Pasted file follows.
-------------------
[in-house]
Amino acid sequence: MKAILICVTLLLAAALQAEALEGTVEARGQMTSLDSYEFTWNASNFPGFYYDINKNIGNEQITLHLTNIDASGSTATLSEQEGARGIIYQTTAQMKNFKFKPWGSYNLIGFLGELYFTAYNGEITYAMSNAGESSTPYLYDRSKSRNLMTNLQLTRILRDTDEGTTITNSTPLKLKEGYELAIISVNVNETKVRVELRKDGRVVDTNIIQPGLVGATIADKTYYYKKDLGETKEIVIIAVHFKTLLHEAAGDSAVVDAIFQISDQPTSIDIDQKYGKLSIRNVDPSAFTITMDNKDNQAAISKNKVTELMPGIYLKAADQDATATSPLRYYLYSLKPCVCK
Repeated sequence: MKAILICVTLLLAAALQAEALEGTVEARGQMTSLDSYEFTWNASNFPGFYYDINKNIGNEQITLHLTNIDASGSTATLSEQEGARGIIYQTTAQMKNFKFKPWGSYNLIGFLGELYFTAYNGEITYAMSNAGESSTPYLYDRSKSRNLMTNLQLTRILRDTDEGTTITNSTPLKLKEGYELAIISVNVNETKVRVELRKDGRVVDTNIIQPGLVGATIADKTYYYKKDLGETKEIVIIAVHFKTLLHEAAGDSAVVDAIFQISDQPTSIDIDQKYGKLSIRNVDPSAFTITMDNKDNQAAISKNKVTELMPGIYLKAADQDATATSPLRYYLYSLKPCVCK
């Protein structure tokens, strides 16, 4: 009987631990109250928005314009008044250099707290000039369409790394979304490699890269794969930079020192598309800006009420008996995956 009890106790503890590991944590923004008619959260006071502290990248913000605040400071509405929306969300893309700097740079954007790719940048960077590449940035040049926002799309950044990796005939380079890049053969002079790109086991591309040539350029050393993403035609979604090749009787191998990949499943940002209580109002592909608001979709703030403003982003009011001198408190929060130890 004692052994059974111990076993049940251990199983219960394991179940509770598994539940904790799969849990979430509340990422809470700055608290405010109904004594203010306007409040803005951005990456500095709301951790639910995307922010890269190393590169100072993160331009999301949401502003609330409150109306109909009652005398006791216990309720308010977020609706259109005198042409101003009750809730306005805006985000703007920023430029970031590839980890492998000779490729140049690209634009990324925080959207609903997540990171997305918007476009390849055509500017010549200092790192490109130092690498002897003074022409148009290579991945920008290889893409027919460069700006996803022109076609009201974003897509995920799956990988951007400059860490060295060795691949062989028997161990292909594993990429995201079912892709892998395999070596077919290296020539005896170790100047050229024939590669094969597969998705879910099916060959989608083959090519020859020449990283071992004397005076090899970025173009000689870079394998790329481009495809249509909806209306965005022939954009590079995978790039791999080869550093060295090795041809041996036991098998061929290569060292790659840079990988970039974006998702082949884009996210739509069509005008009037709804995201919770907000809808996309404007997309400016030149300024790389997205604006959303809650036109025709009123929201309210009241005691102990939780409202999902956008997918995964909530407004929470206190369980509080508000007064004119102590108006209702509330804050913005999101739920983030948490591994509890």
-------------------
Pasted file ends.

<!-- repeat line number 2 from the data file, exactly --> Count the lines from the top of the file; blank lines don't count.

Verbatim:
Amino acid sequence: MKAILICVTLLLAAALQAEALEGTVEARGQMTSLDSYEFTWNASNFPGFYYDINKNIGNEQITLHLTNIDASGSTATLSEQEGARGIIYQTTAQMKNFKFKPWGSYNLIGFLGELYFTAYNGEITYAMSNAGESSTPYLYDRSKSRNLMTNLQLTRILRDTDEGTTITNSTPLKLKEGYELAIISVNVNETKVRVELRKDGRVVDTNIIQPGLVGATIADKTYYYKKDLGETKEIVIIAVHFKTLLHEAAGDSAVVDAIFQISDQPTSIDIDQKYGKLSIRNVDPSAFTITMDNKDNQAAISKNKVTELMPGIYLKAADQDATATSPLRYYLYSLKPCVCK